Obviously your group of people needs to have a leader of the group organize an assessment of experience and interests. For example, you might be surprised to find somebody in the group who is good at 2D graphics such as using GIMP. Such a person can always find a role in a group of people getting into game development. Another person might have some experience with coding vector graphics which can be used for making game objects or interfaces. Probably several people in the group have skills in coding with one of the languages that are common in game development. Here is where assessment is critical before being able to make the strategic decisions ahead of any tactical efforts.
Someone should take the responsibility of coordinating the information about both the goals of the group and the capabilities of the individuals. It is possible to pursue a two pronged approach to game development where one team handles basic game functionality and the other team creates the end-user features such as art assets, GUI, score board, and so forth.
Only after you make a detailed assessment of the club's talents, skills, and amount of time available to each person will you be ready to decide on game engine or to make a vector graphics 2D game from scratch.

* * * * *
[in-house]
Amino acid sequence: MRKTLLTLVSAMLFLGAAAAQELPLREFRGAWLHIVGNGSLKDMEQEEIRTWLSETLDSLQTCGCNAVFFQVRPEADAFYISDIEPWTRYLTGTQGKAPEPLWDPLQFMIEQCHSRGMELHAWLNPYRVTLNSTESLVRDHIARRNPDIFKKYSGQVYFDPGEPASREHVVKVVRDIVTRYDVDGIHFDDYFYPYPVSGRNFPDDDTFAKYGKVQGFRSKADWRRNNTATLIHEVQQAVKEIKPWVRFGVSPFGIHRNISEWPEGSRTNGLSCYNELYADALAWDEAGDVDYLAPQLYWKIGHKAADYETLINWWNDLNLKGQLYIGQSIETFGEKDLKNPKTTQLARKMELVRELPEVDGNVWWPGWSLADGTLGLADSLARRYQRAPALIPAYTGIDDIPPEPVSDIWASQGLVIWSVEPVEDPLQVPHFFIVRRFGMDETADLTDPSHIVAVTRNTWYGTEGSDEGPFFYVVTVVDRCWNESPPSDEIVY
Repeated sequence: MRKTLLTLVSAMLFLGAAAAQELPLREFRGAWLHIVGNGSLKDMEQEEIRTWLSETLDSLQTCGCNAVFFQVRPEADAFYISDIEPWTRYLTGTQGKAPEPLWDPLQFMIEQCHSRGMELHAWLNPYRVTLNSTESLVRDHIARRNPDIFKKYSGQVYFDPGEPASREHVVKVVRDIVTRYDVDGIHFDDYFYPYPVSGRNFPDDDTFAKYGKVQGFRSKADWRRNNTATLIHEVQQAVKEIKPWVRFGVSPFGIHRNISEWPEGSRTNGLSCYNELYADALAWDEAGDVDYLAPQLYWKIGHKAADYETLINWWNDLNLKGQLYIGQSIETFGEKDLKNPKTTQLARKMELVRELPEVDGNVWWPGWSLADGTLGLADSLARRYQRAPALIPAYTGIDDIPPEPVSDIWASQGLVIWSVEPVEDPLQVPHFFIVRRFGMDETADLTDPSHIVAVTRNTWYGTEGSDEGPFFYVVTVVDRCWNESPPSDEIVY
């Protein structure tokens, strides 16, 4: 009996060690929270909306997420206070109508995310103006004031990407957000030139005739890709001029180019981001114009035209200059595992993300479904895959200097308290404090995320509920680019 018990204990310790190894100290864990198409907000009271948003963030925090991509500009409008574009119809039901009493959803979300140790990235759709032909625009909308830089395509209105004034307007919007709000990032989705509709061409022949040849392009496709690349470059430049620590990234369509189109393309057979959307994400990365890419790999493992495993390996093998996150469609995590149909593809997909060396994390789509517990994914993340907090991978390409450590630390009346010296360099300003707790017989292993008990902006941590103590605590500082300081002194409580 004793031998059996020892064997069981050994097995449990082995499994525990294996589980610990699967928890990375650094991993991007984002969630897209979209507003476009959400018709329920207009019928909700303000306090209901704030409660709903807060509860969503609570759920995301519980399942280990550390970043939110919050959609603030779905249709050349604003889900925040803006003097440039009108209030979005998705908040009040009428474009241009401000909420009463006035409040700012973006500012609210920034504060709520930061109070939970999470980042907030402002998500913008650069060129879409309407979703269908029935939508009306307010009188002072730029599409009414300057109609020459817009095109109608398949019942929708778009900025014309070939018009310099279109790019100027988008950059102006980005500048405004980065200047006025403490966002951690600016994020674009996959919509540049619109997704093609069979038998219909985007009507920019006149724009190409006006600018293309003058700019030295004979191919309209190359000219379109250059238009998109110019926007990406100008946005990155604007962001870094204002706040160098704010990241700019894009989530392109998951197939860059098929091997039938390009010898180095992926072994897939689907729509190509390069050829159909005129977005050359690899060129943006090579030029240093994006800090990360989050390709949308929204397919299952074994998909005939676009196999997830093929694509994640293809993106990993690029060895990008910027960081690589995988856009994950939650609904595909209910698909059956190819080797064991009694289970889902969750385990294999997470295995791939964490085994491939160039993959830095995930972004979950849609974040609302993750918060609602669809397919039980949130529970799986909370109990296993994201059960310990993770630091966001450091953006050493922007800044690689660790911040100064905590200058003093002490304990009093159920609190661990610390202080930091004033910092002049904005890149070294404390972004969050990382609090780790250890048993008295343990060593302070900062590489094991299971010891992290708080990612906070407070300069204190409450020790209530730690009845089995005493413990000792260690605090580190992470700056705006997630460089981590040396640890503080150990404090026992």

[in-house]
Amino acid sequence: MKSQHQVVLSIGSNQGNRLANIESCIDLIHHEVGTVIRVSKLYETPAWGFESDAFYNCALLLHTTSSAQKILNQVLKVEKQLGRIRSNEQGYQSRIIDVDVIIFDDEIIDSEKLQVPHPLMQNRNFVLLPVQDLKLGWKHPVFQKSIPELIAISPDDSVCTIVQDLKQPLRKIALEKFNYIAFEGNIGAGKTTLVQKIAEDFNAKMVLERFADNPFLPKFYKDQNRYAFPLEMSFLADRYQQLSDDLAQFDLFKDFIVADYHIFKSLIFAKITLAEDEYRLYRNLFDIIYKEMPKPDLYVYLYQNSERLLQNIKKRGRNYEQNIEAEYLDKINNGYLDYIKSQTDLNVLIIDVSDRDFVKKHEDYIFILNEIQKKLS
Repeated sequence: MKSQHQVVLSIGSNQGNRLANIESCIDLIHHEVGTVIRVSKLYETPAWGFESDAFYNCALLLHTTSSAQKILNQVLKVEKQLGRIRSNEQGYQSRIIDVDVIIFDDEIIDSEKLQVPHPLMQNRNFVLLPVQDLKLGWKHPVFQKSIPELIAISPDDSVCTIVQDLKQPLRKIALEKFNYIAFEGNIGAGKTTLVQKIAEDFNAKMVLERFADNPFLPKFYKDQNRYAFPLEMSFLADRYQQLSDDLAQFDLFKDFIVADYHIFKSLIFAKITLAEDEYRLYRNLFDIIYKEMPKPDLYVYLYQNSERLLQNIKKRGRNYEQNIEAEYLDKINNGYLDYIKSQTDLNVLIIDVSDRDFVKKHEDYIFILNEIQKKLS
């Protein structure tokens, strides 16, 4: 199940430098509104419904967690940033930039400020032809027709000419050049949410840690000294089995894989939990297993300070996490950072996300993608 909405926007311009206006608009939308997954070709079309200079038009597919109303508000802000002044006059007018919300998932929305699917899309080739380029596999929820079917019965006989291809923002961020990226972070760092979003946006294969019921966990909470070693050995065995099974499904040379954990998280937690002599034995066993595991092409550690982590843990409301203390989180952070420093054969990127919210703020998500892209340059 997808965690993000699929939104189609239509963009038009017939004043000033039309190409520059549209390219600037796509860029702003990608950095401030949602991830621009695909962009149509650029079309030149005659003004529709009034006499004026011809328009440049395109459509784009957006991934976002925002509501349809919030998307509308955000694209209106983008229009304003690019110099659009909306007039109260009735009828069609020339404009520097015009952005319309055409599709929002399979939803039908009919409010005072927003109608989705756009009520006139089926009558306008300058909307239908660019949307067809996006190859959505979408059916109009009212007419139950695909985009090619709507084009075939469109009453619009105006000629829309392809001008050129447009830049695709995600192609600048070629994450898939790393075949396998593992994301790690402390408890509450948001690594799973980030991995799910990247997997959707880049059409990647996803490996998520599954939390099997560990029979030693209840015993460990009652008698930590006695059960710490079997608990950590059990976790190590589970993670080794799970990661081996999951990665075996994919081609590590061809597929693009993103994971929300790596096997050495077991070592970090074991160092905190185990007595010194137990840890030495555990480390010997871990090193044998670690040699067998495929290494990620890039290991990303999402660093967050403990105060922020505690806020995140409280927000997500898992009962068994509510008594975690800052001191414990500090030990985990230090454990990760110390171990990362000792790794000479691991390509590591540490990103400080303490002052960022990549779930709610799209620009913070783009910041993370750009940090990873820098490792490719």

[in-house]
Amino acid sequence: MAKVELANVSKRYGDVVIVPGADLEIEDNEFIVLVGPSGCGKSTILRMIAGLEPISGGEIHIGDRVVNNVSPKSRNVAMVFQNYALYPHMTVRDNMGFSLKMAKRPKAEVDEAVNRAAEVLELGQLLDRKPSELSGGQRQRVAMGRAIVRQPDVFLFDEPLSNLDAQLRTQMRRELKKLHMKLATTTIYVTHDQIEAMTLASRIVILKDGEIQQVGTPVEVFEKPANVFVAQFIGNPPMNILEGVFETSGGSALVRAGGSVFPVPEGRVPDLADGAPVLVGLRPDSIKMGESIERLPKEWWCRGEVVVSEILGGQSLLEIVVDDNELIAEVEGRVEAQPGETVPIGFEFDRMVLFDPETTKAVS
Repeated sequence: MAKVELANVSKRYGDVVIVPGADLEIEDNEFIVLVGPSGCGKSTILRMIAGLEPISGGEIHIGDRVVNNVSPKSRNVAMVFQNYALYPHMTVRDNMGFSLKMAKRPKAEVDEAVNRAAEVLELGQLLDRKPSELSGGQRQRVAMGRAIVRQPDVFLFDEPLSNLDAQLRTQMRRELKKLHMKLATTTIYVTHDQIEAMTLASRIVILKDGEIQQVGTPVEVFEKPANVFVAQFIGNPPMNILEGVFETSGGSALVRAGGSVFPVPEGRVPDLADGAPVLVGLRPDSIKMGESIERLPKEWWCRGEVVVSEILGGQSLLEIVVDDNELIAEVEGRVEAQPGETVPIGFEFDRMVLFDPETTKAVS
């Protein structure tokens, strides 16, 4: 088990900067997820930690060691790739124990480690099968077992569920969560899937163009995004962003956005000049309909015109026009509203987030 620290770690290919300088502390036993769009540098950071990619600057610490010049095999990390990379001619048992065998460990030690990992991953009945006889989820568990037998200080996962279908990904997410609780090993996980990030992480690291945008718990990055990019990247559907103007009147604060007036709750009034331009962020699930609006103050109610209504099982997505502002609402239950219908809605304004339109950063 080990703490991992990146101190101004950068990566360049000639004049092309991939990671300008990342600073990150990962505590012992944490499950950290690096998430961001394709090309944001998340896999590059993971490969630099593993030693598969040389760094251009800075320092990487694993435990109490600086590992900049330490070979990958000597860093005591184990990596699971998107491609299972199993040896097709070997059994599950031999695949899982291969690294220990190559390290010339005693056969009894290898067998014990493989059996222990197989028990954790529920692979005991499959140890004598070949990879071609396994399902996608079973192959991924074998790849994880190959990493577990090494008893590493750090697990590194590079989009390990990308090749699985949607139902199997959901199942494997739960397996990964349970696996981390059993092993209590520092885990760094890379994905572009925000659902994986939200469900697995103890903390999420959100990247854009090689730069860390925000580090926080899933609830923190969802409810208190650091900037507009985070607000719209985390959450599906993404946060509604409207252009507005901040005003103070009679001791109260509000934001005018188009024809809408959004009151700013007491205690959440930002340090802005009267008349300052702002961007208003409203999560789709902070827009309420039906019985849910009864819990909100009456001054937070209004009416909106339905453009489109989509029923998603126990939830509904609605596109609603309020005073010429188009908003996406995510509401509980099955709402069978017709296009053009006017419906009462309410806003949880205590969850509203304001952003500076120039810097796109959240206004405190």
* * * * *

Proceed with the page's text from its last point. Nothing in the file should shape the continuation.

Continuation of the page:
3) Establish roles
4) Game development strategy (game engine or 2D vector graphics game?)
5) Task grouping
Someone needs to be the main person who handles version control (source control) and decide on everyone using the same system so you can all help one another expediently.
More is to be learned and accomplished if you all work on the same game source code. Each person going willy-nilly doing their own game gets very mixed results and will not teach good standard game development practices as well as would be the case if you work as a team. Added advantage of proof-reading of one another's coding will greatly accelerate the synergy, learning included, if you hone effective teamwork. This will be huge for your school and your members if you organize it well.